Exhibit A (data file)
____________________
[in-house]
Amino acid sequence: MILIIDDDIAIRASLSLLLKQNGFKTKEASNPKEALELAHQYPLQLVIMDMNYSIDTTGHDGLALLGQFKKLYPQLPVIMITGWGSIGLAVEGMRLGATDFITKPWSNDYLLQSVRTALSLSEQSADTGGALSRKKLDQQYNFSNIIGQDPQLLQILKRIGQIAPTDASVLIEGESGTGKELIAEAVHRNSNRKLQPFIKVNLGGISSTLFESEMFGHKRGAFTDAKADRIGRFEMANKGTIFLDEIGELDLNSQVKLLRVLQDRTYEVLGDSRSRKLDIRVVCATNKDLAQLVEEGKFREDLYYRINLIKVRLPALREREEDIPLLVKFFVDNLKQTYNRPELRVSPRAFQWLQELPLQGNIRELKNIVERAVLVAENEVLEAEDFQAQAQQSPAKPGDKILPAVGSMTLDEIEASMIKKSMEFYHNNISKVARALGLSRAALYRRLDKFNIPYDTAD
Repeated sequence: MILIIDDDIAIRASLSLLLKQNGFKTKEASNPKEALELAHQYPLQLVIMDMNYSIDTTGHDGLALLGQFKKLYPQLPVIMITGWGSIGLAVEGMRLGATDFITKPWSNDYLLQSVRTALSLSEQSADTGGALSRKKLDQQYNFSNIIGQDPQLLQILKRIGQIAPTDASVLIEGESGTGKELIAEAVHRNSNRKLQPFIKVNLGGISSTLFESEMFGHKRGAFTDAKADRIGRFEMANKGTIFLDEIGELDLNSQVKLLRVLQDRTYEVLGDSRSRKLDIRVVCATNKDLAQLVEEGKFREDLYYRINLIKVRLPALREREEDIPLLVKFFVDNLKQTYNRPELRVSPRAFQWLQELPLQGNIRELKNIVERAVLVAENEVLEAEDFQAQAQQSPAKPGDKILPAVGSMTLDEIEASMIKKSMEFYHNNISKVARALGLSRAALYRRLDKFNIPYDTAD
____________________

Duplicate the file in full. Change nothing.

[in-house]
Amino acid sequence: MILIIDDDIAIRASLSLLLKQNGFKTKEASNPKEALELAHQYPLQLVIMDMNYSIDTTGHDGLALLGQFKKLYPQLPVIMITGWGSIGLAVEGMRLGATDFITKPWSNDYLLQSVRTALSLSEQSADTGGALSRKKLDQQYNFSNIIGQDPQLLQILKRIGQIAPTDASVLIEGESGTGKELIAEAVHRNSNRKLQPFIKVNLGGISSTLFESEMFGHKRGAFTDAKADRIGRFEMANKGTIFLDEIGELDLNSQVKLLRVLQDRTYEVLGDSRSRKLDIRVVCATNKDLAQLVEEGKFREDLYYRINLIKVRLPALREREEDIPLLVKFFVDNLKQTYNRPELRVSPRAFQWLQELPLQGNIRELKNIVERAVLVAENEVLEAEDFQAQAQQSPAKPGDKILPAVGSMTLDEIEASMIKKSMEFYHNNISKVARALGLSRAALYRRLDKFNIPYDTAD
Repeated sequence: MILIIDDDIAIRASLSLLLKQNGFKTKEASNPKEALELAHQYPLQLVIMDMNYSIDTTGHDGLALLGQFKKLYPQLPVIMITGWGSIGLAVEGMRLGATDFITKPWSNDYLLQSVRTALSLSEQSADTGGALSRKKLDQQYNFSNIIGQDPQLLQILKRIGQIAPTDASVLIEGESGTGKELIAEAVHRNSNRKLQPFIKVNLGGISSTLFESEMFGHKRGAFTDAKADRIGRFEMANKGTIFLDEIGELDLNSQVKLLRVLQDRTYEVLGDSRSRKLDIRVVCATNKDLAQLVEEGKFREDLYYRINLIKVRLPALREREEDIPLLVKFFVDNLKQTYNRPELRVSPRAFQWLQELPLQGNIRELKNIVERAVLVAENEVLEAEDFQAQAQQSPAKPGDKILPAVGSMTLDEIEASMIKKSMEFYHNNISKVARALGLSRAALYRRLDKFNIPYDTAD